Her palm was warm and inside it I felt her sweat.
We walked staggeringly and lurched towards the water.
So father, already impatient with anger, reached out his hands,
Uncles and aunts were swimming in the open lake, near
The river mouth where the sun was bright; dear
Grandma and grandpa, sat in the shade of the willow tree,
Watching us swimming free.
Therefore we went,
I said: “Cathay, Cathay, my dear cousin, don't be afraid.
The water is shallow in which you can learn
How to swim like a fish, for there is no snake.
Father yelled: “Come on, you two little chicks, the water is warm like
The water in your bath tub.”
We tiptoed towards the water’s edge,
Seeing uncles and aunts moving towards us,
Seeing grandma and grandpa grinning at us,
I had my first swim at a very young age
So since then we went to the lake once a week, day and night.
I often jumped from a tree branch
That was hanging over the water,
Or from a mud cliff near the bank.
I jumped towards my father, who was catching crabs in those mud-holes.
The water slashed all over him, his eyes blurred by the mud.
Laughing and trying to catch me, he dived into the water
Searching for me with no avail.
I disappeared, like an eel, lurking in the deep pool.
For a minute I reached another side of the bank,
Breathed the fresh air, waved to my mother, who
Was standing at the water’s edge,
Our shirts green and yellow.
It was such a splendid time,
Life passing before my eyes without me realising how fast it went,
We grew older
And grandpa died in a hot summer.
We never went swimming together again,
Little Cathay, became prettier everyday and soon got married.
Mother and father, for reasons I didn’t understand,
Started having argument and fights often.
Grandma stood in the middle, attempting to break the silence,
And watched on helplessly
As mother and father drift further apart.
They were silent when I left, weeping,
I yelled: “We never went swimming again, I hate you.”
Father replied emotionlessly,
“Now you are swimming further off-shore,
To a place beyond my reach and apprehension,
Towards a large ocean
Are amongst the millions of swimmer, son,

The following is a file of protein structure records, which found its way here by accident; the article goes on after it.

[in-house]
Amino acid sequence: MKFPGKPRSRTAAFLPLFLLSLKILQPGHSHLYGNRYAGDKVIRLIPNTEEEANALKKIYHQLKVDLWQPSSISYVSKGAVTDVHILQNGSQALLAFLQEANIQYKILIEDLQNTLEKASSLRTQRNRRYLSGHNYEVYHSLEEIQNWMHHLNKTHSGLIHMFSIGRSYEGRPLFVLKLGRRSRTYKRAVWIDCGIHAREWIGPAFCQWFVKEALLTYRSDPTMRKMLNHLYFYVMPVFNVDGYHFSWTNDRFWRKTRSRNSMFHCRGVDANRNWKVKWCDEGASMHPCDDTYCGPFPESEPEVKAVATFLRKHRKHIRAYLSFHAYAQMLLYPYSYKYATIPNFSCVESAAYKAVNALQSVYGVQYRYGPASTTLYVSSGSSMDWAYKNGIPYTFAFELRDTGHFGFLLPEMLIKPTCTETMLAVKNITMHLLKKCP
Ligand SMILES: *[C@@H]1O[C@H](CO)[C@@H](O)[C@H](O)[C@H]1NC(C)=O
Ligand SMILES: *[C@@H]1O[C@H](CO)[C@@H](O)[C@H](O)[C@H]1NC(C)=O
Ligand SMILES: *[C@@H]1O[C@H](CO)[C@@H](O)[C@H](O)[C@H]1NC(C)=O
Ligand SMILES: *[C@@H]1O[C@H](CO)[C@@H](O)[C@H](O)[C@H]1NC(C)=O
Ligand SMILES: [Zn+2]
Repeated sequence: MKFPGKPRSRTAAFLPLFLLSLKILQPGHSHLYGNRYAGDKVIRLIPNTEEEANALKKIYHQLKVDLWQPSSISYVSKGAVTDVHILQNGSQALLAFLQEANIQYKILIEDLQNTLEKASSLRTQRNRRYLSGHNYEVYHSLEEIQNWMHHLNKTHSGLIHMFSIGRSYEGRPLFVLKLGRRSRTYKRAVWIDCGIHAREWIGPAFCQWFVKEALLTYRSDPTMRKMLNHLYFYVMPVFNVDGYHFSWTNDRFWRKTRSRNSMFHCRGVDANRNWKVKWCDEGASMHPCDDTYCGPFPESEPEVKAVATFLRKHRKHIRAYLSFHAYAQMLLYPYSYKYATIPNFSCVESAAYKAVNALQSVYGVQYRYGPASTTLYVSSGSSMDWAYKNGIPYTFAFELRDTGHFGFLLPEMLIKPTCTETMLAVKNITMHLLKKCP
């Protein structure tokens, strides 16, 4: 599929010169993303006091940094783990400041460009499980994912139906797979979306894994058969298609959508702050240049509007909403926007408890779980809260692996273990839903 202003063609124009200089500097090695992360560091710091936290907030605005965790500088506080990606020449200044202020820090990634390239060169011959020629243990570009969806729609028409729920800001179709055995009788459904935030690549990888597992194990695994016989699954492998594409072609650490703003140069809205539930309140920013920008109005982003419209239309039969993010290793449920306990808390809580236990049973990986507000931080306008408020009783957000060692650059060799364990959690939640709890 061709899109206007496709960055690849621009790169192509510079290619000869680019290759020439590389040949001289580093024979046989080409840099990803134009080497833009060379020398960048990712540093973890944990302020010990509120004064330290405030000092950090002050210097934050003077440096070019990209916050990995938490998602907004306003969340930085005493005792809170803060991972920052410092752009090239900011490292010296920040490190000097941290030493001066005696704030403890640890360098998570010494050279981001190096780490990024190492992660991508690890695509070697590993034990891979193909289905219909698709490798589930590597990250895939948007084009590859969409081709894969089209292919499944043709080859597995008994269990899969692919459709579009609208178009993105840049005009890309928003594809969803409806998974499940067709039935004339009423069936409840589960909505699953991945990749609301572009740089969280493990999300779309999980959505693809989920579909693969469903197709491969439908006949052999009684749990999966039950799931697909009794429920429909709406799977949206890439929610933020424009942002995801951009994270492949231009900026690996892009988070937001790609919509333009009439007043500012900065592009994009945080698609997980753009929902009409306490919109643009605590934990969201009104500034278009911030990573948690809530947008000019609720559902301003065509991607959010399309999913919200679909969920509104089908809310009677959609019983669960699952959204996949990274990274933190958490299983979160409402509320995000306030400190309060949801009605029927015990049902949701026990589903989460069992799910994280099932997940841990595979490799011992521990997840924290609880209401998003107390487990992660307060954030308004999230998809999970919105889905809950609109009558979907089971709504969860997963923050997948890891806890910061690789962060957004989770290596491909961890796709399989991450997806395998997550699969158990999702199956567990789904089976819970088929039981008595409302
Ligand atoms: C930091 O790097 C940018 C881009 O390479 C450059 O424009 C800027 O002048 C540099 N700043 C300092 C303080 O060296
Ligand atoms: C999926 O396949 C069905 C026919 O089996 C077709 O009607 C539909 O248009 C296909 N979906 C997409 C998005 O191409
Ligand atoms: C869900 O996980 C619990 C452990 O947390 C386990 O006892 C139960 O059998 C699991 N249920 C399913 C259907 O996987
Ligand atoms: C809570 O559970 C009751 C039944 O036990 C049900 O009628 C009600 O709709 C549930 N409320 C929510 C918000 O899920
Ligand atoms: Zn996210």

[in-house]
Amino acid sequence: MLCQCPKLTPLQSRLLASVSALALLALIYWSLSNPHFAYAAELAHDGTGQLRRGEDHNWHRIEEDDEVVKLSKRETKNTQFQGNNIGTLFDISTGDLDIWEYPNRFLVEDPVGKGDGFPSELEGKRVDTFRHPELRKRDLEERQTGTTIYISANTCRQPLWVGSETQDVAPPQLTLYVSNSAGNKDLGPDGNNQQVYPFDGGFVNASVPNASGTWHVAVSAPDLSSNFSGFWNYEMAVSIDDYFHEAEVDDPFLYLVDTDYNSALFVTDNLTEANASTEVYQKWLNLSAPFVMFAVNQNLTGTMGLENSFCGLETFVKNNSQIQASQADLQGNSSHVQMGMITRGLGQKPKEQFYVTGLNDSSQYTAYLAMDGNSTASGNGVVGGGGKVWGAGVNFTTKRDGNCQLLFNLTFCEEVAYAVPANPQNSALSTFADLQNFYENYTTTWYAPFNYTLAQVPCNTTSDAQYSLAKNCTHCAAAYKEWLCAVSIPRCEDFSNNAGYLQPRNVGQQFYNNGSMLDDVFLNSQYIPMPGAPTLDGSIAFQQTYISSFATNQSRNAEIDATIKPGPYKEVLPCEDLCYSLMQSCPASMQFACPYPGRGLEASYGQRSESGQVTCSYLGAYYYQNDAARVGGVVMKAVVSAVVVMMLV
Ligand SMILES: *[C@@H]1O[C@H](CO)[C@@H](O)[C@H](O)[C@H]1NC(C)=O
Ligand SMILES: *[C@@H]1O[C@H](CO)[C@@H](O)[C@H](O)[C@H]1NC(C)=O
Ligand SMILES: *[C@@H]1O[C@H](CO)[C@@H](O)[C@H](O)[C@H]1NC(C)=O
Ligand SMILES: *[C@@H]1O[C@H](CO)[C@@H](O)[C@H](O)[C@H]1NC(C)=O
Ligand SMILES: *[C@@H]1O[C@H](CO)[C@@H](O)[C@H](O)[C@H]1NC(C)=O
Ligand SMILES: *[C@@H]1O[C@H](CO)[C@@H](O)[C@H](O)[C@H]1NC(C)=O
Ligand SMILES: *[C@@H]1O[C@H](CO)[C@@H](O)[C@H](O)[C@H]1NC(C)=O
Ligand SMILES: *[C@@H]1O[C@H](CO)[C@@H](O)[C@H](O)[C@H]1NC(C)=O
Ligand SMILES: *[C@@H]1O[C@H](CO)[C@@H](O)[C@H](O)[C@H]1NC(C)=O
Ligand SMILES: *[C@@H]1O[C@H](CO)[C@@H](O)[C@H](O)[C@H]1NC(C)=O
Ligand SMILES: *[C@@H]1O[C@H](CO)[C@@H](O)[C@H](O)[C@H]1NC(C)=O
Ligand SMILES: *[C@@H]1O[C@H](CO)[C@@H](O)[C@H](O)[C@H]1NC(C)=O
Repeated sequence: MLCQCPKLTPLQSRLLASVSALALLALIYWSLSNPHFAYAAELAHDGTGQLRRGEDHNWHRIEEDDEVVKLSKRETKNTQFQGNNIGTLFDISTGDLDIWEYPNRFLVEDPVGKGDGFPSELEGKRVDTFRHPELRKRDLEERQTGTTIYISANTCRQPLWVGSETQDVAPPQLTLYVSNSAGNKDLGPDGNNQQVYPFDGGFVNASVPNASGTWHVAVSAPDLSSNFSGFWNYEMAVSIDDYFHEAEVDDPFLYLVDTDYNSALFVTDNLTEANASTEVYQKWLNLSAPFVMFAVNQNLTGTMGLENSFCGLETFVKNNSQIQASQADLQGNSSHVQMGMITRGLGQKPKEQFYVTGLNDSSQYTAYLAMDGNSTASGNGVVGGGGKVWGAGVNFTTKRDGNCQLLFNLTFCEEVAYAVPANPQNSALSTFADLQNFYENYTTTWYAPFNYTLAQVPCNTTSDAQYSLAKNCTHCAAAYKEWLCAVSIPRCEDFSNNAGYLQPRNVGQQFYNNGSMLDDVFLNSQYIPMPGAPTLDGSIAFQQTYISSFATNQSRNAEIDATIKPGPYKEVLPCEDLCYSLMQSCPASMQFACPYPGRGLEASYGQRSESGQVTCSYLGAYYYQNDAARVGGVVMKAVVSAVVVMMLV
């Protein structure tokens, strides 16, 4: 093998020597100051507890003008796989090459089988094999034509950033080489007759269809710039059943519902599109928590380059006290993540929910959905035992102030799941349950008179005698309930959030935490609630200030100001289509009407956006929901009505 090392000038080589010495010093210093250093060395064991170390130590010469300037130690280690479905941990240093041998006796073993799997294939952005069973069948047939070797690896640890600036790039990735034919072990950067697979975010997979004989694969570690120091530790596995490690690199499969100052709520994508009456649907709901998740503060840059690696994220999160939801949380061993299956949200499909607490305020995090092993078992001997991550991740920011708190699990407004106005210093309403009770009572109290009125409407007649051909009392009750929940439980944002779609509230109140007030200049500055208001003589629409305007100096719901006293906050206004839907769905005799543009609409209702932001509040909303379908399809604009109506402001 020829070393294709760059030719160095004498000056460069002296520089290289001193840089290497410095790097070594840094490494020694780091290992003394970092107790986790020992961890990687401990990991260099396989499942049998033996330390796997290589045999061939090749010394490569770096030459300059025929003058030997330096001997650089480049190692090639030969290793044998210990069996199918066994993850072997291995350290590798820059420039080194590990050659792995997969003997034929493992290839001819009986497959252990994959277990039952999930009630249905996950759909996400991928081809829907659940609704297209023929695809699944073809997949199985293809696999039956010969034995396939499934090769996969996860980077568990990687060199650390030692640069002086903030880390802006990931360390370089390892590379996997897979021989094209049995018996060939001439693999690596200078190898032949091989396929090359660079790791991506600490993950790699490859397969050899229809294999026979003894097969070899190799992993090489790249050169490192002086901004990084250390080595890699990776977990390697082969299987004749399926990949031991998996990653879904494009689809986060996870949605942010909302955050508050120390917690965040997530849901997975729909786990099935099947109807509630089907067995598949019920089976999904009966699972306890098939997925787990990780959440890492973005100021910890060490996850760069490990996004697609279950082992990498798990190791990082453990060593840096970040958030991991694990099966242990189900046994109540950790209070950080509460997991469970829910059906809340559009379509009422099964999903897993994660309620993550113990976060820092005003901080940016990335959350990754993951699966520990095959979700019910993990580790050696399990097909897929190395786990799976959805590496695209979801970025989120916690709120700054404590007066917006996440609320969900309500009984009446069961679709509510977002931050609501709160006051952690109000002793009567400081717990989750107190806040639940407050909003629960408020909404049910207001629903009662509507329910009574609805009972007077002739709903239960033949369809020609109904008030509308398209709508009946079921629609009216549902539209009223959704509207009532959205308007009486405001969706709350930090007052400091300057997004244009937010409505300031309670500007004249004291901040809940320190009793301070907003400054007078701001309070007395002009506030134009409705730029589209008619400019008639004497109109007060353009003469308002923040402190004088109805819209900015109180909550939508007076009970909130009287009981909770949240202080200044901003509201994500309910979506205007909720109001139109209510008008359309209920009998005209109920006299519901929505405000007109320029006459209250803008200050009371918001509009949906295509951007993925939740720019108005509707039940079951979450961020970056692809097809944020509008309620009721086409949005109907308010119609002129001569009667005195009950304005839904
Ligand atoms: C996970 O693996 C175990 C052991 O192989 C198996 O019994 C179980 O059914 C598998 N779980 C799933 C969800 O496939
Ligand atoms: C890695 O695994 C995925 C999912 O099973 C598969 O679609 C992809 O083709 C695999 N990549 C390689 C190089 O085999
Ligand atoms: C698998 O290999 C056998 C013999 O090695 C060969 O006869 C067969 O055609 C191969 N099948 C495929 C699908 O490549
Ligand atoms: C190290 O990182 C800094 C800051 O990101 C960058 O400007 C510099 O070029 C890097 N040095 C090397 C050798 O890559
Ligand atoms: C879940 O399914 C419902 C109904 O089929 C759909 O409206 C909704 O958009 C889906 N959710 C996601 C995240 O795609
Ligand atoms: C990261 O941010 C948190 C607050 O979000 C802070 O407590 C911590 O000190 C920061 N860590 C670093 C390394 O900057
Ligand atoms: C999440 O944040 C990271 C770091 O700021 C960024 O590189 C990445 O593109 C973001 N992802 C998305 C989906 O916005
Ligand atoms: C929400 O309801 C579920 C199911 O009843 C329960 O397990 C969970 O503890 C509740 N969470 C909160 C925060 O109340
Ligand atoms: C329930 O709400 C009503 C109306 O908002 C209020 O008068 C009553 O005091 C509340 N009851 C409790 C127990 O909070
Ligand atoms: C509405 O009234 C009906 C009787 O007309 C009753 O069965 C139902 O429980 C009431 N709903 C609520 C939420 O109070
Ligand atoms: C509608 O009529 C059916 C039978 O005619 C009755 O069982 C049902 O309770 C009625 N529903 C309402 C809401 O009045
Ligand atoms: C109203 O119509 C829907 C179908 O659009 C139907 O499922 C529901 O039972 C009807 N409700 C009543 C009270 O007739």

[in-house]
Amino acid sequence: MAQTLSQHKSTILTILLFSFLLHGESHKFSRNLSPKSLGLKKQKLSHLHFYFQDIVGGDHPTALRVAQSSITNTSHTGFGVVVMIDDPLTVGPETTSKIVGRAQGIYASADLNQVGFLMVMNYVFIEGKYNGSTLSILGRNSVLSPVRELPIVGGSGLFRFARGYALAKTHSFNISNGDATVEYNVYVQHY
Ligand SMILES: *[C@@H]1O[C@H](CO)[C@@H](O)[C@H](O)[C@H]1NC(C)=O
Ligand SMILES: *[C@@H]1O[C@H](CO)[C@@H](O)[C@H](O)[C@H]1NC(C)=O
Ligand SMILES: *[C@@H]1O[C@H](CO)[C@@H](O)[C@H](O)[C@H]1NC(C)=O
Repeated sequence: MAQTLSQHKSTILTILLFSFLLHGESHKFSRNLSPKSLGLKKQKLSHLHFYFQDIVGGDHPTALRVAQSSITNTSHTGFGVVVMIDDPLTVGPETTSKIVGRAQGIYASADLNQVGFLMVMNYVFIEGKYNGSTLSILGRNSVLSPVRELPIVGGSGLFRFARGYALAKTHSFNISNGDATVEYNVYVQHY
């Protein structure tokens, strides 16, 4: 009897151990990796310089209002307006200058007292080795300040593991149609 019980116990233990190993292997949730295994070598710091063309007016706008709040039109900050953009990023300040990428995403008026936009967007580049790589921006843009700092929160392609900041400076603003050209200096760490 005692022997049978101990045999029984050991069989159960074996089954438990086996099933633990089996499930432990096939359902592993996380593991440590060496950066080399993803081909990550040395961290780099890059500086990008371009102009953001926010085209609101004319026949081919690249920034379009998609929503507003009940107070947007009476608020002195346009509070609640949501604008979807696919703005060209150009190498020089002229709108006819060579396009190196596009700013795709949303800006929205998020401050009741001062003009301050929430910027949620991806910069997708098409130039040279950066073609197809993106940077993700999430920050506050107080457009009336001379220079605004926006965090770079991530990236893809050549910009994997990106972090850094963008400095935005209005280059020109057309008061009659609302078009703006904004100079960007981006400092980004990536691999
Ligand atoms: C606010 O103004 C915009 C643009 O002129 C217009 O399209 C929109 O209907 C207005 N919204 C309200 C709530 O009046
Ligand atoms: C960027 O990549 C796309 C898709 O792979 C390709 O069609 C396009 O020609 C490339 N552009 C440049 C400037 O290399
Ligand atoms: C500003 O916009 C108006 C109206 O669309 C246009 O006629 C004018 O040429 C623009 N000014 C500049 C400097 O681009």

You have to look after yourself.
Could only teach you your first swim
And watch on for the rest of your life.”
They were still weeping silently
I yelled: “We never went swimming again, I hate you.”
I cried, I cried, and I cried like a child,
I saw waves crushing forward,
The promised new life and new land never arrived, and
I only see endless waves
Coming towards me.
We, standing up against the
Wind, and the
World becomes surreal.
So does the city behind us, the dark field,
The vast obscurity,
The massive shopping malls and supermarkets,
The movie theatres where you can get a cup of popcorn
That you can never finish.
You can get a cup of soft-drink as well,
Makes you feeling fulfilled as being human, with
All our knowledge and enlightened ideas,
We drank coke, talked for an hour,
And marched towards the envisaged eternity.
In the theatres where you can watch people killing each other in
Their unreal dreams
And people having sex to everyone they meet,
In reality, and in their imagination.
So I swam pass everybody, leaving
The city behind me and you,
Yet heart-breakingly saddened lady.
It was our first swim this summer,
It reminds me of the death of grandpa in that hot summer.
I reached far into the sea,
Where there wasn’t even a single wave in the water.
With little ripples,
I saw the beach, the mountains, the swimmers,
The green trees and their wavering leaves pushed by
The wind, and the imaginative city, and you,
“my much praised but-not-altogether-satisfactory lady”
I took a deep breath of the salty air,
And beat on.
“…he must have felt that he had lost the old warm world, paid a high price for living
too long with a single dream. He must have looked up at an unfamiliar sky through
frightening leaves and shivered as he found what a grotesque thing a rose is and how
raw the sunlight was upon the scarcely created grass. A new world, material without
being real, where poor ghosts, breathing dreams like air, drifted fortuitously about…”
So in summer –, we drown in our first swim
And I die for the millionth time in my fanatic dream.
Allen Ginsberg: Death News.
Robert Lowell: Ezra Pound.
Allen Ginsberg: Death to Van Gogh’s ear.
T. S. Eliot: The Waste Land.
Pound: The Bath Tub.
Ezra Pound: A song of the degrees.
F. S. Fitzgerald: The Great Gatsby.